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flexible and captures many different types of patterns [9]. The key concept in the **SARIMA** **model** is the order, which is the differencing. AR is an Autoregressive **Model**; it is one of the categories of **SARIMA** and has been classified as AR(q). The AR includes predictors that are lagged versions of the series. A more complex **model** is the Autoregressive Moving Average **Model**, and has been classified as ARMA: (p, q). The ARMA **model** includes predictors, in addition to the p-lagged series and q-lagged versions of the forecast errors. This forecast error is called the moving average component of this **model**. The concept of ARMA **model** is to capture all forms of autocorrelation by including lags of the series and the forecast errors [9]. **SARIMA** (p, d, q) is the latest upgraded **model** of the previous algorithms of AR and ARMA. The differencing method is compatible and can be applied in the **SARIMA** **model**, which has two sets of parameters, which are (p, d, q) and (P, D, Q). The lowercase d refers to the lag-1 differencing and the uppercase D refers to the seasonal differencing. For a cycle with M seasons, the lag-M differencing is used to remove the seasonality. The parameter values of uppercase D denote decisions whether to perform seasonal differencing: 0 indicates that no seasonal differencing will be executed; and 1 indicates that seasonal differencing will be executed once. The **SARIMA** **model** requires the user to specify the parameter values of (p, d, q) and (P, D, Q) [9]. The **SARIMA** **model** contains many flexible techniques that capture the autocorrelations in all kinds of forms. It has a strong statistical foundation, and it is easy to obtain automated prediction intervals. **SARIMA** does require a stationary series which has no trend, no seasonality, and constant autocorrelation. The **SARIMA** method contains a strong underlying mathematical and statistical theory, and it is easy to generate the predictive intervals. The equations from (1) to (7) are based on the study

In this research, I have explored a methodology for the development of efficient electronic real time data processing system to recognize the behaviour of an elderly person. The ability to determine the wellness of an elderly person living alone in their own home using a robust, flexible and data driven artificially intelligent system has been investigated. A framework integrating temporal and spatial contextual information for determining the wellness of an elderly person has been modelled. A novel behaviour detection process based on the observed sensor data in performing essential daily activities has been designed and developed. The **model** can update the behaviour knowledge base and simultaneously execute the tasks to explore the intricacies of the generated behaviour pattern. An initial decline or change in regular daily activities can suggest changes to the health and functional abilities of the elderly person.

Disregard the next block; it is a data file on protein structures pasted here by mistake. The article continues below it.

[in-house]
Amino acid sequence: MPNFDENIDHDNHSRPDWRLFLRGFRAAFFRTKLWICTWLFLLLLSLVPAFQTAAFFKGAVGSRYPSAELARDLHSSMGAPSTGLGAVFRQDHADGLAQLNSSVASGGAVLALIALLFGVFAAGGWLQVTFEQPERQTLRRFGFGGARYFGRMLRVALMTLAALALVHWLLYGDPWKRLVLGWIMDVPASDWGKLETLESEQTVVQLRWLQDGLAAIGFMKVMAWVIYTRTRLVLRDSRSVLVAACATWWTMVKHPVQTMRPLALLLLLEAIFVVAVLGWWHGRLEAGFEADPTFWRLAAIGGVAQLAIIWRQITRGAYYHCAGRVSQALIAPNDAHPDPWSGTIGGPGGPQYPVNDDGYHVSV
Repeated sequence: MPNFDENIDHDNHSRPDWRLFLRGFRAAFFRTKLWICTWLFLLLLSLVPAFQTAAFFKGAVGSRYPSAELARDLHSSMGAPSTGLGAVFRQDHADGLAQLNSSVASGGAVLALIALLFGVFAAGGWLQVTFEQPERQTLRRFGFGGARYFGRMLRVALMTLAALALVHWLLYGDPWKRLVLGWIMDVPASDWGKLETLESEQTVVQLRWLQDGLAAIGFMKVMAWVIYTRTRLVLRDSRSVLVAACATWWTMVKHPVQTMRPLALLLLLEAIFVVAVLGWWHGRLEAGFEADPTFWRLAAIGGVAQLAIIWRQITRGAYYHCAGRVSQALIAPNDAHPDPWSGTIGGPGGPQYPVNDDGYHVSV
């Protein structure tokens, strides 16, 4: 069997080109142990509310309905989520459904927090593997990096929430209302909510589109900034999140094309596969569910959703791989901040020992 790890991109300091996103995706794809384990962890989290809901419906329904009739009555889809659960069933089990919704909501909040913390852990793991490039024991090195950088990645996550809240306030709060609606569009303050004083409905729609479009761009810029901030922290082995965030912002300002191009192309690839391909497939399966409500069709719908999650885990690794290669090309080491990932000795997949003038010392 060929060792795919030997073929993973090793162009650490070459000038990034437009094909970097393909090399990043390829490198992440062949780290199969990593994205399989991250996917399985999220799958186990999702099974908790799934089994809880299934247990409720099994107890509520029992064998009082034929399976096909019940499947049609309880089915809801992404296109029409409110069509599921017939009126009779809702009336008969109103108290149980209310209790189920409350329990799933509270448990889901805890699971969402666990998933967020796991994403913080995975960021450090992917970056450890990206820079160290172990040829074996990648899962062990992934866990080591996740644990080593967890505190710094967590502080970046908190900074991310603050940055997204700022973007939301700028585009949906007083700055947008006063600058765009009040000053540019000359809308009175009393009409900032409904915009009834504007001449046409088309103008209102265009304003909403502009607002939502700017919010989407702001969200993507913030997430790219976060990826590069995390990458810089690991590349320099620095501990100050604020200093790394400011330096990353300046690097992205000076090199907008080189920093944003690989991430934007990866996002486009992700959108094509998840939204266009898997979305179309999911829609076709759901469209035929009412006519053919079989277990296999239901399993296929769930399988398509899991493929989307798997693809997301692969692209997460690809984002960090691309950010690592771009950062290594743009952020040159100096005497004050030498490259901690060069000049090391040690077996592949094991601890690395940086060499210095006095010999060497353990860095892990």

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Malaria case numbers are influenced by factors intrinsic to malaria such as infectivity, immunity and susceptibility of vectors and humans, and extrinsic, environmental factors such as rainfall. The number of possible models for malaria prediction is infinite. In biological process mod- els, typically consisting of sets of equations, prediction can be done with details of all pathways, parameters and variables believed to be important for the dynamics of the disease [15]. In statistical models, temporal or spatial autoregressive terms account for the fact that case num- bers depend on past or nearby case numbers through (sometimes cyclical) intrinsic processes, as well as for (unobserved) extrinsic auto correlated factors or factors with fading effects. This study was limited to some statis- tical models that are relatively easily implemented (with- out taking into consideration complex biological processes and their parameters), and/or that have been successful elsewhere in malaria forecasting studies. With sufficient temporal autocorrelation in malaria case time series, malaria cases can be predicted based on previous values [16]. However, predictions from statistical models are made under the assumption that the relationships established based on past observations remain the same in the future. Therefore, statistical models require experi- ence with as wide a spectrum of conditions as possible. In this light, the present low case numbers, have been unprecedented in the time series under study, and a cau- tion should be in place. More complex statistical models can be constructed where malaria incidence in an area is, apart from its own previous values, also dependent on (previous) values in neighbouring areas, or covariates such as rainfall [17,18]. These latter models require more inputs and therefore more resource intensive to apply, particularly where covariate data need to be acquired and processed in a timely manner to be useful for forecasting. In this paper, it was examined which standard time series statistical **model** would be useful for forecasting malaria, and it was examined whether addition of rainfall to autoregressive models could improve malaria prediction in districts with one to four month forecasting horizons. Methods